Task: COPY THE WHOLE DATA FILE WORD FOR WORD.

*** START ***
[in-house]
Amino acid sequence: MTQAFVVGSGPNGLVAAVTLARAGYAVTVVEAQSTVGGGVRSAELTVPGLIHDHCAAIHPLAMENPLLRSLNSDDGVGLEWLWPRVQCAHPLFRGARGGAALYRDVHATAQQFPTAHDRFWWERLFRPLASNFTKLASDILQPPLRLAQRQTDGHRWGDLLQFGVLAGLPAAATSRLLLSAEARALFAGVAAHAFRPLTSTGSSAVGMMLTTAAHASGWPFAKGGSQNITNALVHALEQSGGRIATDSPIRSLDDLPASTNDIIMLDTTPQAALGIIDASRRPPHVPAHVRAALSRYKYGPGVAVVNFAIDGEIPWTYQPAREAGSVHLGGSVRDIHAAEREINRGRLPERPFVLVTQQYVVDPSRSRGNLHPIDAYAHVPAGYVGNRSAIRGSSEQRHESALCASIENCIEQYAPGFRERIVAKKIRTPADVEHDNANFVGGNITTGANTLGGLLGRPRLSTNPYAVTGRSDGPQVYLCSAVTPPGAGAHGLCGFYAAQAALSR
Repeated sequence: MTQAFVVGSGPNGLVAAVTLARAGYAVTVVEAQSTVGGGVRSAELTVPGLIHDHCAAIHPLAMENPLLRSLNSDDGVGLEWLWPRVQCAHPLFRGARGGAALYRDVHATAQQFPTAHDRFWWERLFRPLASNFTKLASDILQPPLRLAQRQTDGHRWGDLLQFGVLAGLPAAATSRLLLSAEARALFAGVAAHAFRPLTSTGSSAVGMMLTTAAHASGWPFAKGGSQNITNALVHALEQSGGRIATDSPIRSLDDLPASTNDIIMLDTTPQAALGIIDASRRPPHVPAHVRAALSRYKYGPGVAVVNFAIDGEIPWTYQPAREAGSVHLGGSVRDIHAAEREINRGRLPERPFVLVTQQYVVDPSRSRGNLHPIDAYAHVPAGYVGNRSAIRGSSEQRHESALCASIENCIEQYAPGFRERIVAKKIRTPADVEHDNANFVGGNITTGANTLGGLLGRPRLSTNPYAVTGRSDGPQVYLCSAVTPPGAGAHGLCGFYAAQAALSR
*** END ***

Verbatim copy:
[in-house]
Amino acid sequence: MTQAFVVGSGPNGLVAAVTLARAGYAVTVVEAQSTVGGGVRSAELTVPGLIHDHCAAIHPLAMENPLLRSLNSDDGVGLEWLWPRVQCAHPLFRGARGGAALYRDVHATAQQFPTAHDRFWWERLFRPLASNFTKLASDILQPPLRLAQRQTDGHRWGDLLQFGVLAGLPAAATSRLLLSAEARALFAGVAAHAFRPLTSTGSSAVGMMLTTAAHASGWPFAKGGSQNITNALVHALEQSGGRIATDSPIRSLDDLPASTNDIIMLDTTPQAALGIIDASRRPPHVPAHVRAALSRYKYGPGVAVVNFAIDGEIPWTYQPAREAGSVHLGGSVRDIHAAEREINRGRLPERPFVLVTQQYVVDPSRSRGNLHPIDAYAHVPAGYVGNRSAIRGSSEQRHESALCASIENCIEQYAPGFRERIVAKKIRTPADVEHDNANFVGGNITTGANTLGGLLGRPRLSTNPYAVTGRSDGPQVYLCSAVTPPGAGAHGLCGFYAAQAALSR
Repeated sequence: MTQAFVVGSGPNGLVAAVTLARAGYAVTVVEAQSTVGGGVRSAELTVPGLIHDHCAAIHPLAMENPLLRSLNSDDGVGLEWLWPRVQCAHPLFRGARGGAALYRDVHATAQQFPTAHDRFWWERLFRPLASNFTKLASDILQPPLRLAQRQTDGHRWGDLLQFGVLAGLPAAATSRLLLSAEARALFAGVAAHAFRPLTSTGSSAVGMMLTTAAHASGWPFAKGGSQNITNALVHALEQSGGRIATDSPIRSLDDLPASTNDIIMLDTTPQAALGIIDASRRPPHVPAHVRAALSRYKYGPGVAVVNFAIDGEIPWTYQPAREAGSVHLGGSVRDIHAAEREINRGRLPERPFVLVTQQYVVDPSRSRGNLHPIDAYAHVPAGYVGNRSAIRGSSEQRHESALCASIENCIEQYAPGFRERIVAKKIRTPADVEHDNANFVGGNITTGANTLGGLLGRPRLSTNPYAVTGRSDGPQVYLCSAVTPPGAGAHGLCGFYAAQAALSR